Jean Marie Pierce, 57, the assistant controller of The Washington Post in charge of the credit department and a person whose competence and good humor were valued not only in this newspaper but by colleagues elsewhere in her field, was fatally injured New Year's morning in a traffic accident in Northwest Washington.
D.C. police said Mrs. Pierce was a passenger in an automobile driven by her husband, John R. Pierce, when the vehicle was struck on the passenger side by another car at the corner of Woodley Road and Wisconsin Avenue. Mrs. Pierce was pronounced dead at D.C. General Hospital. Her step-daughter, Barbara H. Pierce was admitted to Georgetown University Hospital and was listed in serious condition. Mr. Pierce was treated for mino injuries at Georgetown and released.
Police identified the driver of the second car as a 16-year-old youth. They said the Pierce automobile was hit as Mr. Pierce was making a left turn ont Woodley from Wisconsin. Police said the youth had been charged with driving under the influence of alcohol, speeding and running a red light.
Mrs. Pierce was born in New York City, grew up there and in Washington, and was graduated from old Western High School. During World War II, she worked at the old War Department.
She joined The Post in 1946 as an employe in the accounting department. About a year later she was assigned to credit work, and this became her career. It is a field that requires understanding, firmness and a fine sense of judgment, for a credit manager must know when and how to say "no" as well as "yes."
Mrs. Pierce, who took a number of business courses at the Department of Agriculture Graduate School over the years, was named assistant controller in charge of the credit department in the early 1970s.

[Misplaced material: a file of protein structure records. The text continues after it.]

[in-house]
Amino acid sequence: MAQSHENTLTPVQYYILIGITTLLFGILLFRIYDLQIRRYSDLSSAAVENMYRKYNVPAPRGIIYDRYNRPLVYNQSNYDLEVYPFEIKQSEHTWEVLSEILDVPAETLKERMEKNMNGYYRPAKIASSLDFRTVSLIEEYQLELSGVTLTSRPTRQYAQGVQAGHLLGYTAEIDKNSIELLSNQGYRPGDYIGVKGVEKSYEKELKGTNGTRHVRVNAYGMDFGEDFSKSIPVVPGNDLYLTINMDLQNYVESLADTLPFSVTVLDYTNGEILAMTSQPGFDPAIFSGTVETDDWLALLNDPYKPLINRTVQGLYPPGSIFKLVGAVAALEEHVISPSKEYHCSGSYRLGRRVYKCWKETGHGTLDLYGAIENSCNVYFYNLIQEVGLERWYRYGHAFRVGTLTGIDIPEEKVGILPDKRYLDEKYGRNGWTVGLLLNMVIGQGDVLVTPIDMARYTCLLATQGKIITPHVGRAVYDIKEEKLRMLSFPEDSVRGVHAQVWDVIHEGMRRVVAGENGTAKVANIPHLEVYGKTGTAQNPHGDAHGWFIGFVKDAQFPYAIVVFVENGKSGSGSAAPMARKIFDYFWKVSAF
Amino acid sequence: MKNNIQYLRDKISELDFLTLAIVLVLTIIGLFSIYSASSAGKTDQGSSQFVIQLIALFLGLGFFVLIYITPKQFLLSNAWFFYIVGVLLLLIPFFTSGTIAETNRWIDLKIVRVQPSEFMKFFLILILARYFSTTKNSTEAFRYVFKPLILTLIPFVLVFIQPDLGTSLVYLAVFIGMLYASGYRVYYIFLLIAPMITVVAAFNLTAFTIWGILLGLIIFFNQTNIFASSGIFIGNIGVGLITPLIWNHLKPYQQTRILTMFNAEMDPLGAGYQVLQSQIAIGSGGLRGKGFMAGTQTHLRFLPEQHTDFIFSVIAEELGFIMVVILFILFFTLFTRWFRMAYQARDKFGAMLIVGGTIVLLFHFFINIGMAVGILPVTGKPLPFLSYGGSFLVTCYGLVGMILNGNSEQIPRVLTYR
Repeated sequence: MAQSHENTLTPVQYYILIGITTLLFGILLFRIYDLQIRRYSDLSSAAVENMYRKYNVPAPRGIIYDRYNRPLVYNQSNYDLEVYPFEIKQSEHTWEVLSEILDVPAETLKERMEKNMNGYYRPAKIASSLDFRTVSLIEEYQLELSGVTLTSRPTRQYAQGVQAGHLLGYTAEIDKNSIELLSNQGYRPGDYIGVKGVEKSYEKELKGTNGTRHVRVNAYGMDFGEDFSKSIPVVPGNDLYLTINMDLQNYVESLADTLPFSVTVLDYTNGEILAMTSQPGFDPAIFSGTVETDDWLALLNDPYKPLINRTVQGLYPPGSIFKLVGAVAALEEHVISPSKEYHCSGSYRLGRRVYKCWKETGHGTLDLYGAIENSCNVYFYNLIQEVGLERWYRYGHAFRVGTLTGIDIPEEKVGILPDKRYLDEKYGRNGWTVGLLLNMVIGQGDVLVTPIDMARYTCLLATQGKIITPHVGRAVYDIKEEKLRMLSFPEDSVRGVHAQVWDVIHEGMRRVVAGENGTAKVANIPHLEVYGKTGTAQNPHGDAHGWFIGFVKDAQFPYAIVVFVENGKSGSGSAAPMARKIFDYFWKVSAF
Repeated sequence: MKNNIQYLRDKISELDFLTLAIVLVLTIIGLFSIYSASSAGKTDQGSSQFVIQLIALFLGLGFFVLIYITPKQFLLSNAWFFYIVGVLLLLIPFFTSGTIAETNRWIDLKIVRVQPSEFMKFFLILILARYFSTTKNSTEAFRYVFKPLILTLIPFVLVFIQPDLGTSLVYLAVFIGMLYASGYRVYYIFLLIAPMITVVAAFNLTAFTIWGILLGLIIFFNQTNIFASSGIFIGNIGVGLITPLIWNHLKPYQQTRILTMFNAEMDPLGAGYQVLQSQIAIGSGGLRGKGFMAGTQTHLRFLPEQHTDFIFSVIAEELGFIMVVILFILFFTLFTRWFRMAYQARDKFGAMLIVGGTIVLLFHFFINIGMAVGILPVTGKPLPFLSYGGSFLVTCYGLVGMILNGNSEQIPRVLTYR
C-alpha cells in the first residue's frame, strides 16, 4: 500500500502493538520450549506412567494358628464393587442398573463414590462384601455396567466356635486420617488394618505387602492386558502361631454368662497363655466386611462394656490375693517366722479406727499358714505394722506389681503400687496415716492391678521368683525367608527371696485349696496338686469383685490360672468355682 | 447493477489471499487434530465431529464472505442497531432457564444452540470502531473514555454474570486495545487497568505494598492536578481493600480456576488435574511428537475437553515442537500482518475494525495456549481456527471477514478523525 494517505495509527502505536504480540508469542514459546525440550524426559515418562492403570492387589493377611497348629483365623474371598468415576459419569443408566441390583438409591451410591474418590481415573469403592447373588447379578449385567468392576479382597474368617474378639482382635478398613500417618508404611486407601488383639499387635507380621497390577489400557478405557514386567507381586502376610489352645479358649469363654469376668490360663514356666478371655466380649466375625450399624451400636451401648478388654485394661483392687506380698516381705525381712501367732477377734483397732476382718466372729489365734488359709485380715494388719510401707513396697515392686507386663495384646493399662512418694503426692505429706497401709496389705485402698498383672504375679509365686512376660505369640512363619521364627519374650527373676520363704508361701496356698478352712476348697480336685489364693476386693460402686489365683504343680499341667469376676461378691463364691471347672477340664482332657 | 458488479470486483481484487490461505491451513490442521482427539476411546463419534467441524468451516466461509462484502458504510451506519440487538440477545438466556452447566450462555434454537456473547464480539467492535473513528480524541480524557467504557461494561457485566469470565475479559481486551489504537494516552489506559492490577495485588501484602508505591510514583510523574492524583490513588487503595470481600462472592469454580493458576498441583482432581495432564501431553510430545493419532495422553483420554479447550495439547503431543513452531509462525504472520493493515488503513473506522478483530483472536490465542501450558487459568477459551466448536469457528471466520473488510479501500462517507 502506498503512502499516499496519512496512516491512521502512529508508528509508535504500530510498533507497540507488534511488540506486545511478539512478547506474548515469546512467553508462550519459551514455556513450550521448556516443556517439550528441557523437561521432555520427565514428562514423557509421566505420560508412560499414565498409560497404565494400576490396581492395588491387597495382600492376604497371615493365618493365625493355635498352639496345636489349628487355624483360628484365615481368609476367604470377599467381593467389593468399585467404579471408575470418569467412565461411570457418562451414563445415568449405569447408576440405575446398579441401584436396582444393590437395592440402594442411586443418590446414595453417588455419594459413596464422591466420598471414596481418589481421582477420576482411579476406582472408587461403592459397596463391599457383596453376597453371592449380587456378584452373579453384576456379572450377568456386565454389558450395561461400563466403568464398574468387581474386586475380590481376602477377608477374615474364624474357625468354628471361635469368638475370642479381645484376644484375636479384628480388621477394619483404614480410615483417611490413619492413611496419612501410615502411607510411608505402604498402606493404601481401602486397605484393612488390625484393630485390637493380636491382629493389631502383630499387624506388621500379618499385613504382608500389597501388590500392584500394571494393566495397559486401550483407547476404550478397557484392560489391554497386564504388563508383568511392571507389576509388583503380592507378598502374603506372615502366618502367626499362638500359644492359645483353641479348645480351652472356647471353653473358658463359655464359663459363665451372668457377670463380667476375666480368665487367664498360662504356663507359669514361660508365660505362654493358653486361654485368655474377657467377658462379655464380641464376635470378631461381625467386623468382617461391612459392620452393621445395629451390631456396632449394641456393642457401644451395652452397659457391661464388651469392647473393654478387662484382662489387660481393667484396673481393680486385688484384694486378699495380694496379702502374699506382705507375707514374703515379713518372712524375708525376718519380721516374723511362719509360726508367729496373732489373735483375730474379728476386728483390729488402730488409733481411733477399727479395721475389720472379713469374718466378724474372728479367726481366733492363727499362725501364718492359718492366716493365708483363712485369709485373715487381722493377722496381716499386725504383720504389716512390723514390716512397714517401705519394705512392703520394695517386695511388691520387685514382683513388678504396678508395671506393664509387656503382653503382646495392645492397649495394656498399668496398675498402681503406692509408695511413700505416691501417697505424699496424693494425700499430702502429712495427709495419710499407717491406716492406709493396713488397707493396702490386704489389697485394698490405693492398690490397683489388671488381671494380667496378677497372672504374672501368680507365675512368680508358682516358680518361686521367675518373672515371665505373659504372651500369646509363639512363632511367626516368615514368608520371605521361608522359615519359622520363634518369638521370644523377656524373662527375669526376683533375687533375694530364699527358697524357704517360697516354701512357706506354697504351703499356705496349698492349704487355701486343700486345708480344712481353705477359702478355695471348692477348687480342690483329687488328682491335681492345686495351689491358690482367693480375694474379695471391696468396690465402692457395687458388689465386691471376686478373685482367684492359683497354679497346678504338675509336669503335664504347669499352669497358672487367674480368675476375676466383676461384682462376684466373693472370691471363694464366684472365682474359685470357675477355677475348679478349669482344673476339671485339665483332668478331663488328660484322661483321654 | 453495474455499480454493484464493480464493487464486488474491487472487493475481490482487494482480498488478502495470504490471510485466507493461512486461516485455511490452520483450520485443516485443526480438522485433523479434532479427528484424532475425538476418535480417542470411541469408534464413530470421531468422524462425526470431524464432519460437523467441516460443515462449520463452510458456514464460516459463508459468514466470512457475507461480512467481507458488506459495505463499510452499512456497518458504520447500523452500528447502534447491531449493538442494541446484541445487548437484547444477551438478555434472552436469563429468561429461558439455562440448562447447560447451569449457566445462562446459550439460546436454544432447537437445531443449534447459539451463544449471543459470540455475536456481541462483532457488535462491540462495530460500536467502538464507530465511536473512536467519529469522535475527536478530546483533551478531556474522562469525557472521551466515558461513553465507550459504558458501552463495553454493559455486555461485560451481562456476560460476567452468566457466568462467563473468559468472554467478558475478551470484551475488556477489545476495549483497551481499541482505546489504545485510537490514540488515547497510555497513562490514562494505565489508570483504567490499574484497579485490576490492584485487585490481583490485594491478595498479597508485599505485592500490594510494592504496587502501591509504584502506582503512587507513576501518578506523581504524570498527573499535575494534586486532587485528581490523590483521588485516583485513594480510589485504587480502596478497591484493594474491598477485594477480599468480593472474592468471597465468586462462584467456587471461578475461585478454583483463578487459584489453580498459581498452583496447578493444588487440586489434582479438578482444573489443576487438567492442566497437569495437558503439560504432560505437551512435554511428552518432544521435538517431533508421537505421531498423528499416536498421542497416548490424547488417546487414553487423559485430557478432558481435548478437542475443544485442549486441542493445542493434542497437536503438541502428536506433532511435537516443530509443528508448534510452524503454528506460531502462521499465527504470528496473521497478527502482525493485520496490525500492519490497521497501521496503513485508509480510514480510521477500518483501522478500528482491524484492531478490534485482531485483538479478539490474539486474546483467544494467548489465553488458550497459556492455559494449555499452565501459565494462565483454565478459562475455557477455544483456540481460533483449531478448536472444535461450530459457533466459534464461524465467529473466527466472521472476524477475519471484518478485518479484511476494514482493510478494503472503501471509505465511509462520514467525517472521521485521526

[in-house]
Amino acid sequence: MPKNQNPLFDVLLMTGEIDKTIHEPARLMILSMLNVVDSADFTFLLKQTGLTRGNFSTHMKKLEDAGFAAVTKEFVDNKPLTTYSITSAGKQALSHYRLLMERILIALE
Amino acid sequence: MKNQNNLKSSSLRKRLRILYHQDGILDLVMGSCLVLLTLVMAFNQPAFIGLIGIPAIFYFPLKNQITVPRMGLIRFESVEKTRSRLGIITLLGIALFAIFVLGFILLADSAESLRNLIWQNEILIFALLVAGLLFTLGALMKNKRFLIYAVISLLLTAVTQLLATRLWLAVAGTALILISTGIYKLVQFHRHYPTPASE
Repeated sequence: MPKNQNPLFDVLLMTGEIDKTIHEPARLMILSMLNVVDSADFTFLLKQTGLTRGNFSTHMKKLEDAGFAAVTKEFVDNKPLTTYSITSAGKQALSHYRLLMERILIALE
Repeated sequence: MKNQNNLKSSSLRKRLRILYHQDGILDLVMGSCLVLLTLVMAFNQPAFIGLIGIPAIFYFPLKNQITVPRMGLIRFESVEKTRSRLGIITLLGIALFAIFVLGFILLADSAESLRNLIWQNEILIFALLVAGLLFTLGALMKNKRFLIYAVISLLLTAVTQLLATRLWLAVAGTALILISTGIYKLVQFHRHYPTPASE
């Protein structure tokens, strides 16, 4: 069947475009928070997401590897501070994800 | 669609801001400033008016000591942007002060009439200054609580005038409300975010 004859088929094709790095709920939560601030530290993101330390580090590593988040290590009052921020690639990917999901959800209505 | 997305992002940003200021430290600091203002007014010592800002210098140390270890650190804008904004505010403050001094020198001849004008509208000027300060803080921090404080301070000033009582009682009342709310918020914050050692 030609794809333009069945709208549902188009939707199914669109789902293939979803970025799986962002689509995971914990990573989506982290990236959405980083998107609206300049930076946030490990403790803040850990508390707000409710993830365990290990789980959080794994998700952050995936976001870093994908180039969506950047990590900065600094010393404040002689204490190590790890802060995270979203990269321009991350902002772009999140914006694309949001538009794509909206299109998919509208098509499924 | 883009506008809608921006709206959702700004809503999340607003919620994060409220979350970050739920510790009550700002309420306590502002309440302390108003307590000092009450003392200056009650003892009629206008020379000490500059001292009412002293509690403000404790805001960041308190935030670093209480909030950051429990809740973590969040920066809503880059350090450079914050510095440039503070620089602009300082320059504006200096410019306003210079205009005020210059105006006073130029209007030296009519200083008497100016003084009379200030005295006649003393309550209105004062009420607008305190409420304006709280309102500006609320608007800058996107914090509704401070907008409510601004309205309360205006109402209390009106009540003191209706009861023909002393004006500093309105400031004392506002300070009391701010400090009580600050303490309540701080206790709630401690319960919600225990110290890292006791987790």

"Well, you win some and you lose some," she used to say, and that was characteristic of the wry and straightforward way in which she went about her business.
Donald E. Graham, the publisher of the newspaper, said yesterday:
"Jean was one of the finest and most universally liked people at The Post. She was admired for her professional ability, but also had thousands of friends among the people whose paths crossed hers at the paper. She brought tact and grace and consideration to a very tough and demanding job and she was one of The Post's treasures."
The qualities that accounted for Mrs. Pierce's success at The Post were recognized among professional organizations in which she was active. In 1979, she was named national president of the Advertising Media Credit Executives Association and hosted its convention here last year. She also was an officer of the Credit Management Associations of Greater Washington and was due to become its president this year. The organization is part of a national group that has 43,000 members.
Mrs. Pierce and her husband met while working at The Post. "Jack" Pierce joined the newspaper in 1948 and retired in 1977 as administrative assistant to the controller. They were married in 1959.
In private life, Mrs. Pierce was a lover of opera, ballet and the theater.
She was an omnivorous reader. Her choice for light reading was spy stories.
In addition to her husband and stepdaughter, both of Washington, survivors include a brother, Edward Griffin, also of Washington.
The family suggests that expressions of sympathy be in the form of contributions to the Washington Animal Rescue League, 71 Oglethorpe St. NW., Washington, D.C.